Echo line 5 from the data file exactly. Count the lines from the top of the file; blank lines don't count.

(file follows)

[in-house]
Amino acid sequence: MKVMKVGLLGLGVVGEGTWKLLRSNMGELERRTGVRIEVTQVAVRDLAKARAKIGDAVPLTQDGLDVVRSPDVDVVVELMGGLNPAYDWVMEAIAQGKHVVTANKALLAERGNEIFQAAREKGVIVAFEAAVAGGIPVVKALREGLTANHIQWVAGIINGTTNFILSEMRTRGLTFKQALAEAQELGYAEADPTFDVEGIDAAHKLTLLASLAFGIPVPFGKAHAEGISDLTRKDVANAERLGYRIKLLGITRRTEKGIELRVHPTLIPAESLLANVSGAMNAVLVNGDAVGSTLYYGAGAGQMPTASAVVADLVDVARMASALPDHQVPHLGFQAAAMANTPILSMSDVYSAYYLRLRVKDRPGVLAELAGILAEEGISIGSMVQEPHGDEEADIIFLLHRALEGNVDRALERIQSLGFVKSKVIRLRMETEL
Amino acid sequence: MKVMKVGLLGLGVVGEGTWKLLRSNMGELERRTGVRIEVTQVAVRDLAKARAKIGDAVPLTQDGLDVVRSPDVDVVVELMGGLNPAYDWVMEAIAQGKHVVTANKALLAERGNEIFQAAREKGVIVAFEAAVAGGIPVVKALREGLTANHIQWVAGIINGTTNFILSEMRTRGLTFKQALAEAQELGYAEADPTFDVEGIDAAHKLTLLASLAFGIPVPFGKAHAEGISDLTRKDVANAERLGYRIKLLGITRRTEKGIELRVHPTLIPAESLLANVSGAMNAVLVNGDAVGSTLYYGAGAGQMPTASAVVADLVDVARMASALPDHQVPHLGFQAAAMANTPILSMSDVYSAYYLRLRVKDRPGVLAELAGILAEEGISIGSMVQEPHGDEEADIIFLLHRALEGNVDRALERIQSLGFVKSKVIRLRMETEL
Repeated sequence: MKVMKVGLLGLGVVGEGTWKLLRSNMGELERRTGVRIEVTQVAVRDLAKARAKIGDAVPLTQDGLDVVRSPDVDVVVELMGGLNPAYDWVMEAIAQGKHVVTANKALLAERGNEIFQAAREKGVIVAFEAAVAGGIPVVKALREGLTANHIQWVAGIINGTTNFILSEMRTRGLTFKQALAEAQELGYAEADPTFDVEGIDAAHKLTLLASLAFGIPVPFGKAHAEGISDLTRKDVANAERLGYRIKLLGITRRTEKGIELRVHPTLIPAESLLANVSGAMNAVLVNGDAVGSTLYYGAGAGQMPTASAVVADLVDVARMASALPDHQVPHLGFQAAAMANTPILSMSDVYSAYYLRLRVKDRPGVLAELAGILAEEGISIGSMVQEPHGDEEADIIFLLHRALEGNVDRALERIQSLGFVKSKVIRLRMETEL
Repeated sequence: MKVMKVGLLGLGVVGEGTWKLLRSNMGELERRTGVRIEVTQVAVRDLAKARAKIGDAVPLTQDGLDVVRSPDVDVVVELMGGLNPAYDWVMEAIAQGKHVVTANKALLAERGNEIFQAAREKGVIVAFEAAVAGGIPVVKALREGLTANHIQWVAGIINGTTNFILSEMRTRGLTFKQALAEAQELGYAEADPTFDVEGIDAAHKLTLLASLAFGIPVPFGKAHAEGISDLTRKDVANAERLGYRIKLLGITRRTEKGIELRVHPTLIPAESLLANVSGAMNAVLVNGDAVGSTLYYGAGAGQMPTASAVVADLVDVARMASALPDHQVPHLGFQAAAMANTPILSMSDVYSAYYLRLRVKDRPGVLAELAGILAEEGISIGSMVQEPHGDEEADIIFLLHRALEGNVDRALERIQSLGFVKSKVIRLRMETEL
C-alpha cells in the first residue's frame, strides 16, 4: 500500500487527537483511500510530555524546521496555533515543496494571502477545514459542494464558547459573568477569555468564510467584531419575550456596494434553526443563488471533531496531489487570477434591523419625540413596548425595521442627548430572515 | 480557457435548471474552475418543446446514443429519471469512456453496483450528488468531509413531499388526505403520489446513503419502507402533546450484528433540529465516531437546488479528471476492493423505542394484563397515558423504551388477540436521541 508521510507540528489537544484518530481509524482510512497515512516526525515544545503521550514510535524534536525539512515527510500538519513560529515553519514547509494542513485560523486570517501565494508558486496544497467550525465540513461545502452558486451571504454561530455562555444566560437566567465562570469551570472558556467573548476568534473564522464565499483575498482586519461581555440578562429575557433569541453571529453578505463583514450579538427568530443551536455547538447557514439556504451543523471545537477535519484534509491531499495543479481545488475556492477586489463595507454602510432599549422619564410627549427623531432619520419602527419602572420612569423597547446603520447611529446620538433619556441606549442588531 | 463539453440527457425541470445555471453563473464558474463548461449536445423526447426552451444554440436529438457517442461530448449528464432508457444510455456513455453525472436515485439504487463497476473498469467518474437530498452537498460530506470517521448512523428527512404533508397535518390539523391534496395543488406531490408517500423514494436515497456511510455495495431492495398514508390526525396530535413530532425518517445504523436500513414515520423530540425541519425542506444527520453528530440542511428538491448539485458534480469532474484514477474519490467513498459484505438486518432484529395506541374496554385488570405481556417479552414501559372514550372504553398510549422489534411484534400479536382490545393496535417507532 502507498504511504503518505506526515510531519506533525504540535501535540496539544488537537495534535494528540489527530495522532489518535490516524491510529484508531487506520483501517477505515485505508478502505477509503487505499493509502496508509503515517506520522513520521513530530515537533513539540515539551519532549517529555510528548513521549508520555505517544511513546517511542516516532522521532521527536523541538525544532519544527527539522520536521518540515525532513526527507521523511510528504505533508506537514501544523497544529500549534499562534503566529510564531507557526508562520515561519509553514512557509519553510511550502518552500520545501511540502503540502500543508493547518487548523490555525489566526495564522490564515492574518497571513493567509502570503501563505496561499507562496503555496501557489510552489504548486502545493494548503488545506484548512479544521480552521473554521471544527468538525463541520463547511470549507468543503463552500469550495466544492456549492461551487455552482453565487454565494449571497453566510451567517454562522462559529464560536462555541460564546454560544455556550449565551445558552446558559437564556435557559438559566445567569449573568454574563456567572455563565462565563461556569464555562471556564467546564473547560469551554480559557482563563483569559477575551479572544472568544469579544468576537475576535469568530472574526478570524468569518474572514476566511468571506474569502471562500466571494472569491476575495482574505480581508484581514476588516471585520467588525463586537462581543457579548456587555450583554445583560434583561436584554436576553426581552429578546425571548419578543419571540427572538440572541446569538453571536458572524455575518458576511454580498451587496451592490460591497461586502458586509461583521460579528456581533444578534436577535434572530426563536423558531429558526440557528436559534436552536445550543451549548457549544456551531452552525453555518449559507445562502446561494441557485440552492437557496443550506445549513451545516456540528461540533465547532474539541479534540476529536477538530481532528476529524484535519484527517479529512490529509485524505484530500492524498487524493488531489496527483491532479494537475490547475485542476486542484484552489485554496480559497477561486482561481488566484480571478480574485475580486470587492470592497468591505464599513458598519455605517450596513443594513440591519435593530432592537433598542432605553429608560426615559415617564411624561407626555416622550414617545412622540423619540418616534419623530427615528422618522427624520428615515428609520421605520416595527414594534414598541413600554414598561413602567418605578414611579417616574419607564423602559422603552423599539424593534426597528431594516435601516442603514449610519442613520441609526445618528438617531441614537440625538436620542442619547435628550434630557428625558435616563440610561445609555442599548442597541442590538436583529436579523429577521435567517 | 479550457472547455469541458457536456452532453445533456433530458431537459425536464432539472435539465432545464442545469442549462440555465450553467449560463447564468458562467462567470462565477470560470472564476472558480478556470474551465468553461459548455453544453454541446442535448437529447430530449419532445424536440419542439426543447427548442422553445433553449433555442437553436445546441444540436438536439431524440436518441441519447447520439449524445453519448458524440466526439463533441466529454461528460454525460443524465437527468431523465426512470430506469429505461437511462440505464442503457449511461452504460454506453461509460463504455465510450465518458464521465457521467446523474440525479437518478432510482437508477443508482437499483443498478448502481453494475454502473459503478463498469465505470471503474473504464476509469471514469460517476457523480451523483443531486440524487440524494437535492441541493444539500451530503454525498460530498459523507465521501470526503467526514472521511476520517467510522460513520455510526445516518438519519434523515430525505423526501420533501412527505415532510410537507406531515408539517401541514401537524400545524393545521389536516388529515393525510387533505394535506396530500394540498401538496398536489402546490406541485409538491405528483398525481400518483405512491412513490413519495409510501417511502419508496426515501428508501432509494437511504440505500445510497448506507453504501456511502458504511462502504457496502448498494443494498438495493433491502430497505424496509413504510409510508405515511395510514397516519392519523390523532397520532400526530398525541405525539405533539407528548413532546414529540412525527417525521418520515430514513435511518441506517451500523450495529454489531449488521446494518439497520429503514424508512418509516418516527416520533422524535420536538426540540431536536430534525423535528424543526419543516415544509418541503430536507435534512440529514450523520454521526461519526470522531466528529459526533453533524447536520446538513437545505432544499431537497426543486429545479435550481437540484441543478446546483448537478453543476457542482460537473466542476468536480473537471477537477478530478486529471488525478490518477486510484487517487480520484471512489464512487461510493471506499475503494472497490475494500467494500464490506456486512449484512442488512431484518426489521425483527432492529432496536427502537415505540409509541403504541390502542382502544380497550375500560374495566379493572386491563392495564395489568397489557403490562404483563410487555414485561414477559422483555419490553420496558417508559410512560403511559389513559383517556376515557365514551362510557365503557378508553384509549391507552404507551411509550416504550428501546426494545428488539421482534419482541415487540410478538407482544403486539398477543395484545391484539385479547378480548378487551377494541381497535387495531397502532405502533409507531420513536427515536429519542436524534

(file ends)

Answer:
Repeated sequence: MKVMKVGLLGLGVVGEGTWKLLRSNMGELERRTGVRIEVTQVAVRDLAKARAKIGDAVPLTQDGLDVVRSPDVDVVVELMGGLNPAYDWVMEAIAQGKHVVTANKALLAERGNEIFQAAREKGVIVAFEAAVAGGIPVVKALREGLTANHIQWVAGIINGTTNFILSEMRTRGLTFKQALAEAQELGYAEADPTFDVEGIDAAHKLTLLASLAFGIPVPFGKAHAEGISDLTRKDVANAERLGYRIKLLGITRRTEKGIELRVHPTLIPAESLLANVSGAMNAVLVNGDAVGSTLYYGAGAGQMPTASAVVADLVDVARMASALPDHQVPHLGFQAAAMANTPILSMSDVYSAYYLRLRVKDRPGVLAELAGILAEEGISIGSMVQEPHGDEEADIIFLLHRALEGNVDRALERIQSLGFVKSKVIRLRMETEL